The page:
When students held a rally on the steps of the Athens County Courthouse, I attended. I heard many voices, some of whom directly affected by the possibility of a Muslim ban, and others upset by the political climate since the election. When this rally moved, students, faculty and community members followed to Baker Student Center, marching through Court Street and interrupting traffic.
On Tuesday, February 1, 70 of those students were arrested in Ohio University’s student center, after almost 200 students staged a sit-in protest. I was part of the group, but I didn’t get arrested.
Sitting with students in Baker, I didn’t think about getting arrested, or the repercussions of what I saw as a peaceful and justified action. I know what is right, what is wrong and what is open to interpretation. In that moment, student activism felt needed.
However, after warnings from OUPD Chief Andrew Powers, I felt less assured, even afraid. During the first arrests, my best friend and I left the sit-in, moving to another floor and watching as our friends and fellow students were hauled off for an expired parade permit and “impacting operations,” an OU spokesperson said.
Millennials are in a different political space than generations of the past. From Ferguson to Baltimore, Standing Rock and the communities in between, there are big issues and conversations happening across the country, and many times millennials are on the front lines. I yes, sometimes this means via their smartphones.
There is this notion out, may it be a popular view or not, that the millennial generation does not care about politics. We’re disengaged. Lazy. We don’t vote, and would rather tweet about the issues than take action.
But there is a different story at Ohio University, and in many parts of the country. Our politics do not look the same, they do not act the same and are not received in the same way. But to call us politically disengaged in largely an understatement.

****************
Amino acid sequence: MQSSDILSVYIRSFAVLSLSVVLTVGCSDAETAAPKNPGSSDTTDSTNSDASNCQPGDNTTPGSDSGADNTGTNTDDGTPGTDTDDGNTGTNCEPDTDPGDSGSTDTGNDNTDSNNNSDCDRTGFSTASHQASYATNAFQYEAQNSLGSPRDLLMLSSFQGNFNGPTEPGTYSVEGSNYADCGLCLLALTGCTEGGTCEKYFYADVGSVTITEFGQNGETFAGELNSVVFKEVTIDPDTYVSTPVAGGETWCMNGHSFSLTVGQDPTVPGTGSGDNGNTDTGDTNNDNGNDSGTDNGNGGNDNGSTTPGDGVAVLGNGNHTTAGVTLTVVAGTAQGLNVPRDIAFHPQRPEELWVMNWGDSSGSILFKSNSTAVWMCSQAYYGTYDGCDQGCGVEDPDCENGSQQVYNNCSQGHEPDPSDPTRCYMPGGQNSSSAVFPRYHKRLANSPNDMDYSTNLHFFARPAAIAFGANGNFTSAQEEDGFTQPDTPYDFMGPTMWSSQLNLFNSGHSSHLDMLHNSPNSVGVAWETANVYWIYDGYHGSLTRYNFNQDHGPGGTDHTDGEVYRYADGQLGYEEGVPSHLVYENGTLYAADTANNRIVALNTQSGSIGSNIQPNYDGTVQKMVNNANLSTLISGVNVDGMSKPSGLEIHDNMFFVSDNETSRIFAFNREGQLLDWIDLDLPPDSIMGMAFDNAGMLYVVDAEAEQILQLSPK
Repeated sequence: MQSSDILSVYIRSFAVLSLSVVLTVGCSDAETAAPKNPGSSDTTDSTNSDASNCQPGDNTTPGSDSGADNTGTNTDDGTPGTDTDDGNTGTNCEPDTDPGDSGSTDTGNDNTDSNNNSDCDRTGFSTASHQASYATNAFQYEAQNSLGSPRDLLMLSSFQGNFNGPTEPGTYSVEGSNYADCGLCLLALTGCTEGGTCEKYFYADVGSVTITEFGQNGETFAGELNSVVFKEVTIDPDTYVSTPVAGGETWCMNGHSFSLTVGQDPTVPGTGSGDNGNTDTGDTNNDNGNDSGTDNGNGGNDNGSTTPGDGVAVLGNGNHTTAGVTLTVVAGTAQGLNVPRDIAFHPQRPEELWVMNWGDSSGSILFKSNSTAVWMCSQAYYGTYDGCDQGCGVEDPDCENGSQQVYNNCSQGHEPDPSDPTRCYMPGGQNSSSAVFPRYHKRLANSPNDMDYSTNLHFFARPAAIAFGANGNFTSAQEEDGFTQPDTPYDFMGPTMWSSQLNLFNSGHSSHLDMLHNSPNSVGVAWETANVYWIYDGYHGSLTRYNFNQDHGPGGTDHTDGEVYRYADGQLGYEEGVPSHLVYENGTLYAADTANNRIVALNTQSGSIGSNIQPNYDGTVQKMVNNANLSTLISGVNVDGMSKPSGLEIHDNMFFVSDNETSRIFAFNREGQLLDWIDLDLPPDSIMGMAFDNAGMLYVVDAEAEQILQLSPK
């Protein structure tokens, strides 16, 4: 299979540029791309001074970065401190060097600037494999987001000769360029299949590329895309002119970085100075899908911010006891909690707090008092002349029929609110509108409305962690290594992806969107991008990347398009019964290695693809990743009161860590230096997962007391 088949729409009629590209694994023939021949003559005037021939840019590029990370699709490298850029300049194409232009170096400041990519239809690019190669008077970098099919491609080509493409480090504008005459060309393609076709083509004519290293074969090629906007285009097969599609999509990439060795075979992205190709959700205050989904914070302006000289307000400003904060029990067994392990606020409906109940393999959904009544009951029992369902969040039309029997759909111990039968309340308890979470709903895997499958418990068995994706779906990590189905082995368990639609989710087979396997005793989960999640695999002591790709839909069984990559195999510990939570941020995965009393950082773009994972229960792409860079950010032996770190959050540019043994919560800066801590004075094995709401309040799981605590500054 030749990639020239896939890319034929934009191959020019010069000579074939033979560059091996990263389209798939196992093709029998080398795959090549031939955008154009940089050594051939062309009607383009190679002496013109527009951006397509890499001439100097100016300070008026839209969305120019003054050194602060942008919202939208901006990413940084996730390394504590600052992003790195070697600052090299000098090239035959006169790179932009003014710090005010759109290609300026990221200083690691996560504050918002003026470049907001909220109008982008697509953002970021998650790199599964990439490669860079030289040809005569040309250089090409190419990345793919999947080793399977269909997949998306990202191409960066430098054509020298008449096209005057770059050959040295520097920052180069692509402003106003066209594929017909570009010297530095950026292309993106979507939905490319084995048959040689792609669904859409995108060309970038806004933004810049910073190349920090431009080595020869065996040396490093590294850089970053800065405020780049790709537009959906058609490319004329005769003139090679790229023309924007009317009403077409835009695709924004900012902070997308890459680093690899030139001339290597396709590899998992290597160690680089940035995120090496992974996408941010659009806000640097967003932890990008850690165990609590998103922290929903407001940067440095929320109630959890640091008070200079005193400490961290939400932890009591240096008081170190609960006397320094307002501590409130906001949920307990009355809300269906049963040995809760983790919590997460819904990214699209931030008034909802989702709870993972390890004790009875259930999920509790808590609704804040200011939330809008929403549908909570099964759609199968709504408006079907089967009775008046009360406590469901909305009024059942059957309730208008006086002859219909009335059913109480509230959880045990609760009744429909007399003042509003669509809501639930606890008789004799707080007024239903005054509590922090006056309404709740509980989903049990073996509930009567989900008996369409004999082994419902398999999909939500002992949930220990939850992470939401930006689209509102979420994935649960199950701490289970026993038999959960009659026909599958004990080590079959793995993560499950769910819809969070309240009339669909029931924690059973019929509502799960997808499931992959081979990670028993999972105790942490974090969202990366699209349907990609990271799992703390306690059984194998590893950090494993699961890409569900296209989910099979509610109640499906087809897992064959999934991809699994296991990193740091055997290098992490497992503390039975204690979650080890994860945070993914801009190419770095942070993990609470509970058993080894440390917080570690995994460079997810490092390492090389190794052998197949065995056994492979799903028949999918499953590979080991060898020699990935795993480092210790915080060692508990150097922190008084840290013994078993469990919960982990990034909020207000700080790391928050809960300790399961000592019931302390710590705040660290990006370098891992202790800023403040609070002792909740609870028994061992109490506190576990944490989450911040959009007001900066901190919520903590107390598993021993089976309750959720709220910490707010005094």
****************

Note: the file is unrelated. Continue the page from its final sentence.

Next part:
When it comes to protests and activism at Ohio University, some visible faces are at every protest. Jolana Watson, a first year graduate student at OU, has been involved with protesting at the university since her freshman year. She said her first two years at OU were important to her own political development. It was also at this university that she attended her first protest.
She has heard this criticism before, that millennials are disengaged, that they do not vote so they must not care about politics.
The voting issue is admittedly a problem, with millennials having the lowest turnout of any age group. Millennials make up 31 percent of the voting population, but only 46 percent of eligible millennial voters report voting in the 2012 election, according to Pew Research Center.
Watson herself understands this criticism, however she does not attribute low voter turnout to laziness.
“I think a lot of millennials are disengaged because we don’t trust the system, we don’t believe in it,” she said. “And so why participate in it? I know I myself was contemplating on, ‘Should I vote this year? I don’t really feel like it.'”
Watson explained millennial engagement doesn’t necessarily just look like filling in a ballot or campaigning for a specific candidate.
“I think it’s inevitable for us to become more politically engaged,” she said. “Maybe not in the way that older generations think we should be engaged, like I don’t see more millennials voting in the next election, but I can see more millennials going to rallies, starting marches, disrupting town hall meetings and calling their politicians.”
As activists, it’s important for Watson and others to be able to organize and bring protestors together. For them, organizing is done largely through social media.
Megan Cartellone, a gender and communications major in the Bachelor of Specialized Studies program, said Facebook Events and Facebook Live have contributed to her organizing.
“I was actually the one doing the live video from the Union page when we got arrested and that spread so fast. That has like 20,000 views or something,” Cartellone said. “I think Facebook Live is just another means of producing our own media that is free from corporate influence. It’s essential for organizers to not only be organizers, but be producing our own media.”